CM . . .
. Volume XV Number 18. . . .May 1, 2009
Faery Rebels: Spell Hunter is the story of a fairy named Bryony who lives in a great oak along with a dying and fearful society of fairies who have lost their magic. Dependant on the magic of one individual, a Queen they hide in the tree-world they call Oakenwyld. Like all adolescents, Bryony is restless and wants to experience life outside the confines of the tree. In fact, being daring and bold, she goes outside against her guardian's directive and finds a human boy, a baby. When she grows older, she meets the baby again as a grown young man.
When given a role to play in her society, Bryony becomes an apprentice hunter for the Queen and the fairy community. When Bryony is assigned to provide protection for those fairies that leave the tree to scavenge for food, readers get a glimpse of the dangers of the world from the perspective of one so small a bird could eat her. But Bryony is brave and daring and takes on her role with a courageous heart. She even assumes a new name, Knife, as a symbol of her rebellious attitude against custom and tradition. One day, Knife encounters the same boy, now, a young man crippled and in a wheel chair. Using some magic she didn't know she had, she rescues him from suicide. The two become friends, and Knife discovers more about life in the human world.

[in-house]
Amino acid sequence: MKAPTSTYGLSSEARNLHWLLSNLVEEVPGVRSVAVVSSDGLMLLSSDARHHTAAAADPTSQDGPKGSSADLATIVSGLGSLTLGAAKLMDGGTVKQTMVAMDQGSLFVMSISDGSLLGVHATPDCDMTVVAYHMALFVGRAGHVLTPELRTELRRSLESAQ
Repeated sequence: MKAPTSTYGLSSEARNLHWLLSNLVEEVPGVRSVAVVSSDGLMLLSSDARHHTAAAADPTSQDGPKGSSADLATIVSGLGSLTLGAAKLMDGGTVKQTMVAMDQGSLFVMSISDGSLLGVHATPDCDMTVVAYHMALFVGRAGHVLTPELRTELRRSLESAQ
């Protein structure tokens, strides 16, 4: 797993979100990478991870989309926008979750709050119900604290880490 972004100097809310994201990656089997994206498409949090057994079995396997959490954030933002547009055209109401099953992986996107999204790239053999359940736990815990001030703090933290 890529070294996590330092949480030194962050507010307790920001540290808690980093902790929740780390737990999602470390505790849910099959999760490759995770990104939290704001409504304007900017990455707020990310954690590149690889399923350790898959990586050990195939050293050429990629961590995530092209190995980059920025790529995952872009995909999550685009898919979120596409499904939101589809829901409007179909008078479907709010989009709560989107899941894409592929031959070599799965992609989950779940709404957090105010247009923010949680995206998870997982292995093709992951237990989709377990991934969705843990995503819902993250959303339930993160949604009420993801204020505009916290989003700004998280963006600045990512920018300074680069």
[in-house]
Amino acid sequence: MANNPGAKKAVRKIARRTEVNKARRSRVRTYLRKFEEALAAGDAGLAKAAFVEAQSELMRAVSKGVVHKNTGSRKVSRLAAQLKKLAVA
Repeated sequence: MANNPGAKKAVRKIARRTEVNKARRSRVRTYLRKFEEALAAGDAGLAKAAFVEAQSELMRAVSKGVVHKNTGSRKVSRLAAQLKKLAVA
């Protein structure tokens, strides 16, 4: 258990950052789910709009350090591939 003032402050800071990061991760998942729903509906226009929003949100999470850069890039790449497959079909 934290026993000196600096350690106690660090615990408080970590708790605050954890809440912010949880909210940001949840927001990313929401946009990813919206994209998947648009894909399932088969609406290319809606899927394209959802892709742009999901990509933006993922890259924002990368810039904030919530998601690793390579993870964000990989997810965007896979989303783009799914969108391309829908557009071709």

R. J. Anderson has written a beautiful and complex story in the subgenre of faerie fantasy which may, in time, rival the vampire theme in books for this age. The author has added a few original twists to the conventions of the fairy story to make it modern and allow the reader an easy "suspension of disbelief." True to conventional expectations, the girl and the boy must ultimately prove their love. The experienced of fantasy will not be disappointed as the author carefully employs other conventions in ways which fit the plot naturally.
Janet Johnson teaches Children's and Young Adult Literature in the Library Technician program at Red River college in Winnipeg, MB. She used to be a librarian in a school.
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Copyright © the Manitoba Library Association. Reproduction for personal use is permitted only if this copyright notice is maintained. Any other reproduction is prohibited without permission.